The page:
Fabricating the Tank Cradles
(Click any pic for a enlarged view)

When I first looked at how to mount the tanks, I decided on a two mount system. However when it came time to dig out the Cavalier tank cradles, there were 3 cradles instead of 2. At that point I decided to go with a 3 mount system. Nothing like a little over kill in the name of safety or NOT.

Here is a typical Cavalier tank cradle ready to be sawed apart. I sawed 2 of these apart for my Trailblazer conversion. If interested, you can see the process here.

Here all the 1/2 straps are layed out on the fabrication table. They have been prepped and readied for welding.

The straps are butted back to back and clamped to the table. It is important to make sure the straps are aligned strait and perpendicular. Once welded, there are no do overs.

The straps had rounded edges where they were butted together so I "DC" stick welded the straps together. This allowed lots of weld metal to be deposited which filled in the gap.

Since I had done this before, on the Trailblazer, it was easy to get the amperage and drag speed right.

Here I begin the process of cutting all the backing and top plates.

The 4"x1/4" bar had a ugly oil or lite grease on it. So a little Prep-Sol was used to clean things up.

All the cut plates were prepped and sanded, ready for fabrication.

At this point I needed to deal with how to bolt the tank cradles to the bed with out crushing the corrugated bed surface. As I tried to figure out a way not to use spacers, in the end spacers were the way to go.

It was really sweet to find out that the spacer depth was 3/8". I decided that a 1 1/2" x 3/8" bar will do the trick.

Using a 2"x4" and some furring strips, a jig was made to cut the 40 some spacers needed for the backing plates.

Here is the pile of cut spacers. I was able to clean and organize half the shop in between each cut.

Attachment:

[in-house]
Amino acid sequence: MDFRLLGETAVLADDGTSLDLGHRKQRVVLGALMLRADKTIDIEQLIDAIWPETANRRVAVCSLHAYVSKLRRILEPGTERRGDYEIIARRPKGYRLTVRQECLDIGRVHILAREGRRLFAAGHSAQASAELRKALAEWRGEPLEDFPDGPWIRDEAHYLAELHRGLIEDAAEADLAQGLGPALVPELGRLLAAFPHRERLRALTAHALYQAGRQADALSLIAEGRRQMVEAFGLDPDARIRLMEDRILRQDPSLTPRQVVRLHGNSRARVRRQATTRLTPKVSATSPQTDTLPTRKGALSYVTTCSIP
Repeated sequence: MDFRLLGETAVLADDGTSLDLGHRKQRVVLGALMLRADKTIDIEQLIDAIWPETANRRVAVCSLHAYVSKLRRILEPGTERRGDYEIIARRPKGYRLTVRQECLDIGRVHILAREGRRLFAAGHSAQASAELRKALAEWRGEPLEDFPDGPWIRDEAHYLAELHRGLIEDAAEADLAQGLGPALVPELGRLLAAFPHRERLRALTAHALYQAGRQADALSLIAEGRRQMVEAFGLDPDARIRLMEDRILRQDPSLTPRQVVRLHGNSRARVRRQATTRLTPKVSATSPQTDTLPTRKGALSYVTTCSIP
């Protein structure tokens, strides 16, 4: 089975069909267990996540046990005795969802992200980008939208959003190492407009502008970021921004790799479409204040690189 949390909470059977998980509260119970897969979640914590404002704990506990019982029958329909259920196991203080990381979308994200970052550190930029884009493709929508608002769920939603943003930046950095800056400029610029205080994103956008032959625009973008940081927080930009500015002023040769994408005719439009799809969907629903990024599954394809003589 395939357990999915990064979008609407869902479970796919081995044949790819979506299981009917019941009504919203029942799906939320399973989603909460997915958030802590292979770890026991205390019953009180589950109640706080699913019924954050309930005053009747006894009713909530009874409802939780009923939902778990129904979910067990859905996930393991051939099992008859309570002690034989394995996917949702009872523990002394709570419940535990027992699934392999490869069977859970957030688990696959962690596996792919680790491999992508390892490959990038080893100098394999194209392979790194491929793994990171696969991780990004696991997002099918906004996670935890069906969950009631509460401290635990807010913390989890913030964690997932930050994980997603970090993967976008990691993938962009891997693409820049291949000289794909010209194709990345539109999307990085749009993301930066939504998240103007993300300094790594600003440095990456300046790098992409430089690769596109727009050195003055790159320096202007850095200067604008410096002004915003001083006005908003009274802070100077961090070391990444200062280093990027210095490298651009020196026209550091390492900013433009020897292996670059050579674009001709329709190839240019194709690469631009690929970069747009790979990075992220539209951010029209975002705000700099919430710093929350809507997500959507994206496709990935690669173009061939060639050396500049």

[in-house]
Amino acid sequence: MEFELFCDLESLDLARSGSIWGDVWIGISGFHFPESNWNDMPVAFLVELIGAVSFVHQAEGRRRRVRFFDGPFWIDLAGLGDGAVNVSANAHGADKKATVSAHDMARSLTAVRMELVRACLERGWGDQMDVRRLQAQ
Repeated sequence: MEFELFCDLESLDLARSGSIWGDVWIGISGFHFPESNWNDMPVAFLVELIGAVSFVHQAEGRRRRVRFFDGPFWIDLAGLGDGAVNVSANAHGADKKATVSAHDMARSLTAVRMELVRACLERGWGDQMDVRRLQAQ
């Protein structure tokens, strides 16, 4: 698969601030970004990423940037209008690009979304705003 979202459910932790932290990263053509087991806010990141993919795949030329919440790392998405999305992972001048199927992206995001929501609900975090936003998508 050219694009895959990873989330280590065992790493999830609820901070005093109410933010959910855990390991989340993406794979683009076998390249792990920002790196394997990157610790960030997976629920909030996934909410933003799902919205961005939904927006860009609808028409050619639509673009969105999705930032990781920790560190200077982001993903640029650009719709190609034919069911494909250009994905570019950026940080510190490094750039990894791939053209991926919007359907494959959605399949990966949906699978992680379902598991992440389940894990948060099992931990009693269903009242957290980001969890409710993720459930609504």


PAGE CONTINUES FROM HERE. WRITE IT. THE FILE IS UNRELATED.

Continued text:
Each of the spacers needed prep and cleaning.

In the end I finally got to the point where I could start some real fabrication.

I have always had success transferring features by pressing them with tape. Here I am applying double back masking tape to 8 spacers.

The spacers are positioned and layed out on the bed. The backing plate is then set on top of the spacers.

Here is the backing plate with the spacers stuck to it.

All the spacers are clamped and readied for welding.

Since there is no finesses needed here, I choose to "DC" stick weld the spacers. It is messy and requires cleanup, however it is quick and effective.

Once the welding and cleaning is done, a trip to the sand blasting booth leaves a clean sub assembly.

Here I am using the finished backing plate as a template to clamp up the spacers for the second one.

I then used a square to line up and clamp the opposite side spacers.

All the spacers are fillet welded. Angling the backing plate allows a nice "V" for the weld to flow into.

After each backing plate was welded, I tossed it out onto the driveway to cool.

Here are the backing plates after some grinding and sanding. At this point I decided to use the Bridgeport to drill out the holes in the backing plates.

Unfortunately the tap drill size for a 3/8"x16 bolt is .383. Well. . . . the closest machine collet I have was 3/8" so I chucked the tap drill into my lathe and cut away the shank to fit the collet.

Sweet, the drill slides perfectly into the collet and is ready to be chucked into the milling machine.

Since high precision is not needed, I marked each spacer with an "X" an eyed up the drill bit.

With the rigidity of the mill table and mill head, there is no drill walk. This speeds up the drilling process.

Once all the backing plates are drilled, each one is clamped to the top support plate and the plate is drilled to the backing plate pattern.

Once the pattern is drilled, the backing and top support plates are punched with a series of dots. This allows easy matching at assembly time.

With all the drilling and marking finished, I can begin the process of tapping the backing plates. Here I am using a 60° counter sink to chamfer the hole.